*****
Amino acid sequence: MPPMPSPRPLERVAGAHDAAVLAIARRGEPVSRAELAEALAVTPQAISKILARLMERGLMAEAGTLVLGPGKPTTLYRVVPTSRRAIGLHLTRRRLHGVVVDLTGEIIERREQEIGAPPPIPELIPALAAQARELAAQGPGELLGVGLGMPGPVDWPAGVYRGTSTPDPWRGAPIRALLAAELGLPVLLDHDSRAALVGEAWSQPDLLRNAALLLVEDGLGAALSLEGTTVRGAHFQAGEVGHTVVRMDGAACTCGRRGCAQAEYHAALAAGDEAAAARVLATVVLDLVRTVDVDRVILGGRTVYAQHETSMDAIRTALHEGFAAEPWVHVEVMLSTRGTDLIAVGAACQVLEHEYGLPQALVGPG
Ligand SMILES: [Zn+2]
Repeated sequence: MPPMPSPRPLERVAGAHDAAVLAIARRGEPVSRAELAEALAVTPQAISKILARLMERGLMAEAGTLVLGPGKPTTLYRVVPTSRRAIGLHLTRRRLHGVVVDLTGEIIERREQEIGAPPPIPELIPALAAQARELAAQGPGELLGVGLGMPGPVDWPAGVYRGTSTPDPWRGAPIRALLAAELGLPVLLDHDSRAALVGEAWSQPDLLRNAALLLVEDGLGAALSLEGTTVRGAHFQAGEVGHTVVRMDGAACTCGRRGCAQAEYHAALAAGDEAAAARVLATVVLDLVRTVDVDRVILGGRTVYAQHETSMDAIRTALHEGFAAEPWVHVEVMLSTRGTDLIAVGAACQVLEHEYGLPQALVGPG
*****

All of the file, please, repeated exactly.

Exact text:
Amino acid sequence: MPPMPSPRPLERVAGAHDAAVLAIARRGEPVSRAELAEALAVTPQAISKILARLMERGLMAEAGTLVLGPGKPTTLYRVVPTSRRAIGLHLTRRRLHGVVVDLTGEIIERREQEIGAPPPIPELIPALAAQARELAAQGPGELLGVGLGMPGPVDWPAGVYRGTSTPDPWRGAPIRALLAAELGLPVLLDHDSRAALVGEAWSQPDLLRNAALLLVEDGLGAALSLEGTTVRGAHFQAGEVGHTVVRMDGAACTCGRRGCAQAEYHAALAAGDEAAAARVLATVVLDLVRTVDVDRVILGGRTVYAQHETSMDAIRTALHEGFAAEPWVHVEVMLSTRGTDLIAVGAACQVLEHEYGLPQALVGPG
Ligand SMILES: [Zn+2]
Repeated sequence: MPPMPSPRPLERVAGAHDAAVLAIARRGEPVSRAELAEALAVTPQAISKILARLMERGLMAEAGTLVLGPGKPTTLYRVVPTSRRAIGLHLTRRRLHGVVVDLTGEIIERREQEIGAPPPIPELIPALAAQARELAAQGPGELLGVGLGMPGPVDWPAGVYRGTSTPDPWRGAPIRALLAAELGLPVLLDHDSRAALVGEAWSQPDLLRNAALLLVEDGLGAALSLEGTTVRGAHFQAGEVGHTVVRMDGAACTCGRRGCAQAEYHAALAAGDEAAAARVLATVVLDLVRTVDVDRVILGGRTVYAQHETSMDAIRTALHEGFAAEPWVHVEVMLSTRGTDLIAVGAACQVLEHEYGLPQALVGPG